On Monday it was the salt water pump. On Tuesday it was the freezer. On Wednesday it was the generator.
All were FBRs, my twisted interpretation of FUBAR applied to boats. It means a f*cking boat repair.
FUBAR originated in the military. It means totally F*cked Up Beyond All Recognition. Sometimes it refers to a situation or operation; sometimes it means a human being. Another source says it means F*cked Up Beyond All Repair.
I hit a trifecta this week in FBRs. The salt water pump erupted like Mt. Vesuvius as I was washing the dishes Monday night. Mikayla exploded, too, and couldn’t stop laughing. I couldn’t crack a smile, because I was so angry about being stuck on Happy Times for a month without Mike, the engineer behind our dream and boat repairs.
The pump turned out easy to fix. I simply put a crescent wrench on it and tightened the fitting. It had looked much worse when it was pumping water all over the galley counter.
The freezer also was a basic repair. Jaime of s/v Kookaburra jiggled a couple of loose wires and, voila!, the compressor began working again.
Wednesday’s FBR appeared more serious. I fired up the generator after dinner. It ran for 10 minutes and then sputtered and stopped. I tried twice more to restart it but it wouldn’t budge.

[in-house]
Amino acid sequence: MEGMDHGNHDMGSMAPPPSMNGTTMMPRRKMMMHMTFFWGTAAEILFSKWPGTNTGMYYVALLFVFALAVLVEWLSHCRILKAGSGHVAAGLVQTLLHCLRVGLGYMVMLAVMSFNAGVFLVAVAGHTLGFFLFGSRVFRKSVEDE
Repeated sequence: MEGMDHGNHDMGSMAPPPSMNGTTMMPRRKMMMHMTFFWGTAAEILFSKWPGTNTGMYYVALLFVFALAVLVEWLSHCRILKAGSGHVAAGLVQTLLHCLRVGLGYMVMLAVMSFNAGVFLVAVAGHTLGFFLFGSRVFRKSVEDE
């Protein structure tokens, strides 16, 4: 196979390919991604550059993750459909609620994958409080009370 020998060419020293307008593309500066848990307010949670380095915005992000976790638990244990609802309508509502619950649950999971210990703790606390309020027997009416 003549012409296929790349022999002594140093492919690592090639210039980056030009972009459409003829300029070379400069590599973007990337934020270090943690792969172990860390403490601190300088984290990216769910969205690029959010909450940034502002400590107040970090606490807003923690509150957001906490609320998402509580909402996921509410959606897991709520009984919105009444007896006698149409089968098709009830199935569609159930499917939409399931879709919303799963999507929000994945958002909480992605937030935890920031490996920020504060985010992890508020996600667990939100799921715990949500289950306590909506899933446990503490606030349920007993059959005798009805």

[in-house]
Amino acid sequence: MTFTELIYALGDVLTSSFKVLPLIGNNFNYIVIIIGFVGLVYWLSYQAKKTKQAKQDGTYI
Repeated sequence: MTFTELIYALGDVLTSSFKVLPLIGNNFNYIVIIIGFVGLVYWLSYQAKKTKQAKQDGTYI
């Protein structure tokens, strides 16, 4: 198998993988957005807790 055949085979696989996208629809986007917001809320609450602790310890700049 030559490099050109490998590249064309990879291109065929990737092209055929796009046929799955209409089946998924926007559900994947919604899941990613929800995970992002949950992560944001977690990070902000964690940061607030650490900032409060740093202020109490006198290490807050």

I called Kevin Elbury of s/v Sabbaticus to take a look at it (I believe in spreading out my cries for help among my neighbors.). He suggested that the problem was caused by a bad impeller, and we planned for him to return the next morning to confirm it.
Kevin arrived with a big smile and his tools. When I explained that the generator wasn’t pumping water when I attempted to restart it, he became convinced about the impeller. He removed the raw water pump and discovered an impeller with only two of its eight wings intact.
A bad impeller requires more than swapping the old part for a new one. Each broken piece must be tracked down somewhere in the engine to avoid an even bigger headache in the future. Kevin removed the cap on the heat exchanger and found five of the six missing pieces there. The final wing probably blew out through the engine.
He also discovered that the pencil zinc inside the exchanger had disintegrated. He had to use the Makita impact wrench to drill out the larger remains and followed up with a sharp pointed tool to scrape out the rest.
With the heat exchanger cap back in place, Kevin installed the new impeller using a clever trick to flatten the wings. He wound a cable tie around them and pulled tightly so that all the wings faced the same direction, a key step in a good installation. The new impeller slipped into place and the cable tie came off. A few minutes later the NextGen generator was humming again and Happy Times had enough power to keep running the refrigerator, electronics, inverter and other essentials.
Mike’s been away one week. I wonder how many other FBRs will occur while he’s gone.